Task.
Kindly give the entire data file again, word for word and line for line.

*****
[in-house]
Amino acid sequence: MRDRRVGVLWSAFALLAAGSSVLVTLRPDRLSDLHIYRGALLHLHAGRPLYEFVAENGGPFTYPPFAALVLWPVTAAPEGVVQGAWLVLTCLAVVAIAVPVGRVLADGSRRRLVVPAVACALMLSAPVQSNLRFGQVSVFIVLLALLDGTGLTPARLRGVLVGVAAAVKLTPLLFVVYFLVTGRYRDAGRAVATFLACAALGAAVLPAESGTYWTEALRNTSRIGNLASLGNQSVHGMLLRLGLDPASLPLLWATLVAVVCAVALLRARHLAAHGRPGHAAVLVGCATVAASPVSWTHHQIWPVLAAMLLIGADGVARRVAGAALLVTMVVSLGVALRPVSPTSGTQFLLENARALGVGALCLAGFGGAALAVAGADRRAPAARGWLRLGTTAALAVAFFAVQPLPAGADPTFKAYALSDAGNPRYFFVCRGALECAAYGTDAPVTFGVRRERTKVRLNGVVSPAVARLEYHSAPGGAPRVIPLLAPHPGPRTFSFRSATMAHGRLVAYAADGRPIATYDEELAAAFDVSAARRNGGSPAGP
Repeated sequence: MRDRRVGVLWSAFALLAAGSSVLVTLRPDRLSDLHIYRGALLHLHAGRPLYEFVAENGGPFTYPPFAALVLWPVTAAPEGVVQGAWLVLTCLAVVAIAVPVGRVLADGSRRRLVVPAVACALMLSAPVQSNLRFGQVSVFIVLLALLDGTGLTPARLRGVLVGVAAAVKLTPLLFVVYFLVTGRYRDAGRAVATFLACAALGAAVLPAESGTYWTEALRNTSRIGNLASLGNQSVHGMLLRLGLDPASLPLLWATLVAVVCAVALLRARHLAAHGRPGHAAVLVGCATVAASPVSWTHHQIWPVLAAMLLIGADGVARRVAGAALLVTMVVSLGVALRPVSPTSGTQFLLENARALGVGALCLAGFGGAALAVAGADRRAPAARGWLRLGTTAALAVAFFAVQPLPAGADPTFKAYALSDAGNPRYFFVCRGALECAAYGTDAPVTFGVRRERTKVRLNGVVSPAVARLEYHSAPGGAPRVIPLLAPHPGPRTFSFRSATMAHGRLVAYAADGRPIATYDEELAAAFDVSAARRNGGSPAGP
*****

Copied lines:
[in-house]
Amino acid sequence: MRDRRVGVLWSAFALLAAGSSVLVTLRPDRLSDLHIYRGALLHLHAGRPLYEFVAENGGPFTYPPFAALVLWPVTAAPEGVVQGAWLVLTCLAVVAIAVPVGRVLADGSRRRLVVPAVACALMLSAPVQSNLRFGQVSVFIVLLALLDGTGLTPARLRGVLVGVAAAVKLTPLLFVVYFLVTGRYRDAGRAVATFLACAALGAAVLPAESGTYWTEALRNTSRIGNLASLGNQSVHGMLLRLGLDPASLPLLWATLVAVVCAVALLRARHLAAHGRPGHAAVLVGCATVAASPVSWTHHQIWPVLAAMLLIGADGVARRVAGAALLVTMVVSLGVALRPVSPTSGTQFLLENARALGVGALCLAGFGGAALAVAGADRRAPAARGWLRLGTTAALAVAFFAVQPLPAGADPTFKAYALSDAGNPRYFFVCRGALECAAYGTDAPVTFGVRRERTKVRLNGVVSPAVARLEYHSAPGGAPRVIPLLAPHPGPRTFSFRSATMAHGRLVAYAADGRPIATYDEELAAAFDVSAARRNGGSPAGP
Repeated sequence: MRDRRVGVLWSAFALLAAGSSVLVTLRPDRLSDLHIYRGALLHLHAGRPLYEFVAENGGPFTYPPFAALVLWPVTAAPEGVVQGAWLVLTCLAVVAIAVPVGRVLADGSRRRLVVPAVACALMLSAPVQSNLRFGQVSVFIVLLALLDGTGLTPARLRGVLVGVAAAVKLTPLLFVVYFLVTGRYRDAGRAVATFLACAALGAAVLPAESGTYWTEALRNTSRIGNLASLGNQSVHGMLLRLGLDPASLPLLWATLVAVVCAVALLRARHLAAHGRPGHAAVLVGCATVAASPVSWTHHQIWPVLAAMLLIGADGVARRVAGAALLVTMVVSLGVALRPVSPTSGTQFLLENARALGVGALCLAGFGGAALAVAGADRRAPAARGWLRLGTTAALAVAFFAVQPLPAGADPTFKAYALSDAGNPRYFFVCRGALECAAYGTDAPVTFGVRRERTKVRLNGVVSPAVARLEYHSAPGGAPRVIPLLAPHPGPRTFSFRSATMAHGRLVAYAADGRPIATYDEELAAAFDVSAARRNGGSPAGP